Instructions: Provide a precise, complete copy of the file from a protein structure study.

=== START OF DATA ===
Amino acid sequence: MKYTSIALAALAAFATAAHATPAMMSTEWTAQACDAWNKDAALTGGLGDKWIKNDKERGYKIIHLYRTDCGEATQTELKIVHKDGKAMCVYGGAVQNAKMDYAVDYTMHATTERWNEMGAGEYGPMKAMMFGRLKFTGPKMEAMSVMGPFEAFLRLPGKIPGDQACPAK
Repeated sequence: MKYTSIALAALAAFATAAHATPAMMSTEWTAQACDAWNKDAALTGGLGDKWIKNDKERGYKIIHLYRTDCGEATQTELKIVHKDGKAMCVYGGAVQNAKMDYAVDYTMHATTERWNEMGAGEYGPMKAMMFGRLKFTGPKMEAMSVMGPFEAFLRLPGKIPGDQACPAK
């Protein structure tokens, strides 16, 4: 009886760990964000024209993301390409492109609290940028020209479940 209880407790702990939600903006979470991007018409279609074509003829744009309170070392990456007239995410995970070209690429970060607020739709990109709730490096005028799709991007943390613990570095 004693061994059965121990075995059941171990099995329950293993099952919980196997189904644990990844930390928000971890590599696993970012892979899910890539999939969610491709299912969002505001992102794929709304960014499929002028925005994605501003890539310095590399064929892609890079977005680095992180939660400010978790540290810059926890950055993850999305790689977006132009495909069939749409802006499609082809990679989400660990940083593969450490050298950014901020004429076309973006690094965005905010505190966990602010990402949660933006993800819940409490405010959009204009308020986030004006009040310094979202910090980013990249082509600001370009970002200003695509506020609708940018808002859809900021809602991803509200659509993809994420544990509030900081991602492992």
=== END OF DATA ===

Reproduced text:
Amino acid sequence: MKYTSIALAALAAFATAAHATPAMMSTEWTAQACDAWNKDAALTGGLGDKWIKNDKERGYKIIHLYRTDCGEATQTELKIVHKDGKAMCVYGGAVQNAKMDYAVDYTMHATTERWNEMGAGEYGPMKAMMFGRLKFTGPKMEAMSVMGPFEAFLRLPGKIPGDQACPAK
Repeated sequence: MKYTSIALAALAAFATAAHATPAMMSTEWTAQACDAWNKDAALTGGLGDKWIKNDKERGYKIIHLYRTDCGEATQTELKIVHKDGKAMCVYGGAVQNAKMDYAVDYTMHATTERWNEMGAGEYGPMKAMMFGRLKFTGPKMEAMSVMGPFEAFLRLPGKIPGDQACPAK
């Protein structure tokens, strides 16, 4: 009886760990964000024209993301390409492109609290940028020209479940 209880407790702990939600903006979470991007018409279609074509003829744009309170070392990456007239995410995970070209690429970060607020739709990109709730490096005028799709991007943390613990570095 004693061994059965121990075995059941171990099995329950293993099952919980196997189904644990990844930390928000971890590599696993970012892979899910890539999939969610491709299912969002505001992102794929709304960014499929002028925005994605501003890539310095590399064929892609890079977005680095992180939660400010978790540290810059926890950055993850999305790689977006132009495909069939749409802006499609082809990679989400660990940083593969450490050298950014901020004429076309973006690094965005905010505190966990602010990402949660933006993800819940409490405010959009204009308020986030004006009040310094979202910090980013990249082509600001370009970002200003695509506020609708940018808002859809900021809602991803509200659509993809994420544990509030900081991602492992």